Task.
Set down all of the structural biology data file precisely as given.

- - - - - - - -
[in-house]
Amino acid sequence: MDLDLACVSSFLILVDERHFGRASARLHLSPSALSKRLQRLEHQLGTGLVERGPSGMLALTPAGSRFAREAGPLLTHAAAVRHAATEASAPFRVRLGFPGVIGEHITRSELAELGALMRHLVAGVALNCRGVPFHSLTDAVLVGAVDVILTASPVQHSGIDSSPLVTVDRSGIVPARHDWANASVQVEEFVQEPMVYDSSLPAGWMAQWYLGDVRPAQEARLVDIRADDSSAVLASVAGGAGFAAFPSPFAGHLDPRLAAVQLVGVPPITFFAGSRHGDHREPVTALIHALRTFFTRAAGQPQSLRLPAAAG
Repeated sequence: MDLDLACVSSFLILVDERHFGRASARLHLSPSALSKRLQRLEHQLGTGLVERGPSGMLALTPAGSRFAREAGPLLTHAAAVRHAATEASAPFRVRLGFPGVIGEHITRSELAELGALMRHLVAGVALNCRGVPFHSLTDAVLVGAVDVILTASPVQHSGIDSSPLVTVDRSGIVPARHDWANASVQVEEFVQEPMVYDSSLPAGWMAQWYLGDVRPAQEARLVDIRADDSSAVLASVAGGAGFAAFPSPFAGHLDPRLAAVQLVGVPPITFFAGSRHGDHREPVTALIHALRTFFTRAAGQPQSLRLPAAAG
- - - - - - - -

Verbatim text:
[in-house]
Amino acid sequence: MDLDLACVSSFLILVDERHFGRASARLHLSPSALSKRLQRLEHQLGTGLVERGPSGMLALTPAGSRFAREAGPLLTHAAAVRHAATEASAPFRVRLGFPGVIGEHITRSELAELGALMRHLVAGVALNCRGVPFHSLTDAVLVGAVDVILTASPVQHSGIDSSPLVTVDRSGIVPARHDWANASVQVEEFVQEPMVYDSSLPAGWMAQWYLGDVRPAQEARLVDIRADDSSAVLASVAGGAGFAAFPSPFAGHLDPRLAAVQLVGVPPITFFAGSRHGDHREPVTALIHALRTFFTRAAGQPQSLRLPAAAG
Repeated sequence: MDLDLACVSSFLILVDERHFGRASARLHLSPSALSKRLQRLEHQLGTGLVERGPSGMLALTPAGSRFAREAGPLLTHAAAVRHAATEASAPFRVRLGFPGVIGEHITRSELAELGALMRHLVAGVALNCRGVPFHSLTDAVLVGAVDVILTASPVQHSGIDSSPLVTVDRSGIVPARHDWANASVQVEEFVQEPMVYDSSLPAGWMAQWYLGDVRPAQEARLVDIRADDSSAVLASVAGGAGFAAFPSPFAGHLDPRLAAVQLVGVPPITFFAGSRHGDHREPVTALIHALRTFFTRAAGQPQSLRLPAAAG